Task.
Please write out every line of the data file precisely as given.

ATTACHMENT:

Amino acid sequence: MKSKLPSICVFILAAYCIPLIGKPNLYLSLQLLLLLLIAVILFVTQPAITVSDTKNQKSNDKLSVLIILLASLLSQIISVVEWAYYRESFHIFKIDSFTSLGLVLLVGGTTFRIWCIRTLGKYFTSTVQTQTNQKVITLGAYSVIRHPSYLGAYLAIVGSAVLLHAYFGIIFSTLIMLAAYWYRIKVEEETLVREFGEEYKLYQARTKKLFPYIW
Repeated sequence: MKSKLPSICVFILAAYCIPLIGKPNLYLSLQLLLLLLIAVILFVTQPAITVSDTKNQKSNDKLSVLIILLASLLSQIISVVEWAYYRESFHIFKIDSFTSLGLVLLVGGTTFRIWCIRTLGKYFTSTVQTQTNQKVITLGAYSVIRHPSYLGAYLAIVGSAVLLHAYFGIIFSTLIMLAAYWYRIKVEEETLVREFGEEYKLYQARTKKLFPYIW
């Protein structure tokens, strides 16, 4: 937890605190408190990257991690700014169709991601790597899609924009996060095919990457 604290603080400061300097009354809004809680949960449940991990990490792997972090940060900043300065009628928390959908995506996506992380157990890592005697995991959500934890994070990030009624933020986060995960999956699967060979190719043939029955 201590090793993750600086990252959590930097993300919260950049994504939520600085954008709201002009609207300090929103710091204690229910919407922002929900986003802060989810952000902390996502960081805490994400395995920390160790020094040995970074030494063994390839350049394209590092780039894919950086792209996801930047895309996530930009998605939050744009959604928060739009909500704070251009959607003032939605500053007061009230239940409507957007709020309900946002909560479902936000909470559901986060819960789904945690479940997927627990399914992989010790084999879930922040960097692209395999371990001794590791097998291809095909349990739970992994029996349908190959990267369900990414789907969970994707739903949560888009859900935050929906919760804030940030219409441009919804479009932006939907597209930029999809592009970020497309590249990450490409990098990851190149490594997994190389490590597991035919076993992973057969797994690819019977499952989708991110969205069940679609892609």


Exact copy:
Amino acid sequence: MKSKLPSICVFILAAYCIPLIGKPNLYLSLQLLLLLLIAVILFVTQPAITVSDTKNQKSNDKLSVLIILLASLLSQIISVVEWAYYRESFHIFKIDSFTSLGLVLLVGGTTFRIWCIRTLGKYFTSTVQTQTNQKVITLGAYSVIRHPSYLGAYLAIVGSAVLLHAYFGIIFSTLIMLAAYWYRIKVEEETLVREFGEEYKLYQARTKKLFPYIW
Repeated sequence: MKSKLPSICVFILAAYCIPLIGKPNLYLSLQLLLLLLIAVILFVTQPAITVSDTKNQKSNDKLSVLIILLASLLSQIISVVEWAYYRESFHIFKIDSFTSLGLVLLVGGTTFRIWCIRTLGKYFTSTVQTQTNQKVITLGAYSVIRHPSYLGAYLAIVGSAVLLHAYFGIIFSTLIMLAAYWYRIKVEEETLVREFGEEYKLYQARTKKLFPYIW
């Protein structure tokens, strides 16, 4: 937890605190408190990257991690700014169709991601790597899609924009996060095919990457 604290603080400061300097009354809004809680949960449940991990990490792997972090940060900043300065009628928390959908995506996506992380157990890592005697995991959500934890994070990030009624933020986060995960999956699967060979190719043939029955 201590090793993750600086990252959590930097993300919260950049994504939520600085954008709201002009609207300090929103710091204690229910919407922002929900986003802060989810952000902390996502960081805490994400395995920390160790020094040995970074030494063994390839350049394209590092780039894919950086792209996801930047895309996530930009998605939050744009959604928060739009909500704070251009959607003032939605500053007061009230239940409507957007709020309900946002909560479902936000909470559901986060819960789904945690479940997927627990399914992989010790084999879930922040960097692209395999371990001794590791097998291809095909349990739970992994029996349908190959990267369900990414789907969970994707739903949560888009859900935050929906919760804030940030219409441009919804479009932006939907597209930029999809592009970020497309590249990450490409990098990851190149490594997994190389490590597991035919076993992973057969797994690819019977499952989708991110969205069940679609892609």